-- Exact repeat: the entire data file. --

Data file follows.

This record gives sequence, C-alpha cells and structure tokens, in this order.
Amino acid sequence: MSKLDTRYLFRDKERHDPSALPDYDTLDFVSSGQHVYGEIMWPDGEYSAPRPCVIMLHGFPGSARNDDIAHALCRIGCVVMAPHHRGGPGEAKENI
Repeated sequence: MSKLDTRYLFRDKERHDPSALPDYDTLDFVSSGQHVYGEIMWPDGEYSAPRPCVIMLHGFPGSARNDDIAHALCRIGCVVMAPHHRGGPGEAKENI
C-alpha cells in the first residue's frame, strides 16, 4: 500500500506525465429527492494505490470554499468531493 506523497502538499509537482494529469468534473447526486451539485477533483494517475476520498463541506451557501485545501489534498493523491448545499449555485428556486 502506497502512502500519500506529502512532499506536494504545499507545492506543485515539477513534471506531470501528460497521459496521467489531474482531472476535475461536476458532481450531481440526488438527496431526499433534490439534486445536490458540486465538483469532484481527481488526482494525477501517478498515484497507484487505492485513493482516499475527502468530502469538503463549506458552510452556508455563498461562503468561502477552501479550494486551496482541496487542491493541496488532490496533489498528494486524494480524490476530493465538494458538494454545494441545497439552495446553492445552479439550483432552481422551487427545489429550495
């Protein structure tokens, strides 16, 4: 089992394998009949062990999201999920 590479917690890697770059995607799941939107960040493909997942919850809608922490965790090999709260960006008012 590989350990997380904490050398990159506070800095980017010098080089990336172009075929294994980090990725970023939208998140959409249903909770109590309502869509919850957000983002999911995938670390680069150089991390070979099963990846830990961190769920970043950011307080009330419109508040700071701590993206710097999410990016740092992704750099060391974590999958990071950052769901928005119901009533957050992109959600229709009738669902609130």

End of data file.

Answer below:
This record gives sequence, C-alpha cells and structure tokens, in this order.
Amino acid sequence: MSKLDTRYLFRDKERHDPSALPDYDTLDFVSSGQHVYGEIMWPDGEYSAPRPCVIMLHGFPGSARNDDIAHALCRIGCVVMAPHHRGGPGEAKENI
Repeated sequence: MSKLDTRYLFRDKERHDPSALPDYDTLDFVSSGQHVYGEIMWPDGEYSAPRPCVIMLHGFPGSARNDDIAHALCRIGCVVMAPHHRGGPGEAKENI
C-alpha cells in the first residue's frame, strides 16, 4: 500500500506525465429527492494505490470554499468531493 506523497502538499509537482494529469468534473447526486451539485477533483494517475476520498463541506451557501485545501489534498493523491448545499449555485428556486 502506497502512502500519500506529502512532499506536494504545499507545492506543485515539477513534471506531470501528460497521459496521467489531474482531472476535475461536476458532481450531481440526488438527496431526499433534490439534486445536490458540486465538483469532484481527481488526482494525477501517478498515484497507484487505492485513493482516499475527502468530502469538503463549506458552510452556508455563498461562503468561502477552501479550494486551496482541496487542491493541496488532490496533489498528494486524494480524490476530493465538494458538494454545494441545497439552495446553492445552479439550483432552481422551487427545489429550495
């Protein structure tokens, strides 16, 4: 089992394998009949062990999201999920 590479917690890697770059995607799941939107960040493909997942919850809608922490965790090999709260960006008012 590989350990997380904490050398990159506070800095980017010098080089990336172009075929294994980090990725970023939208998140959409249903909770109590309502869509919850957000983002999911995938670390680069150089991390070979099963990846830990961190769920970043950011307080009330419109508040700071701590993206710097999410990016740092992704750099060391974590999958990071950052769901928005119901009533957050992109959600229709009738669902609130």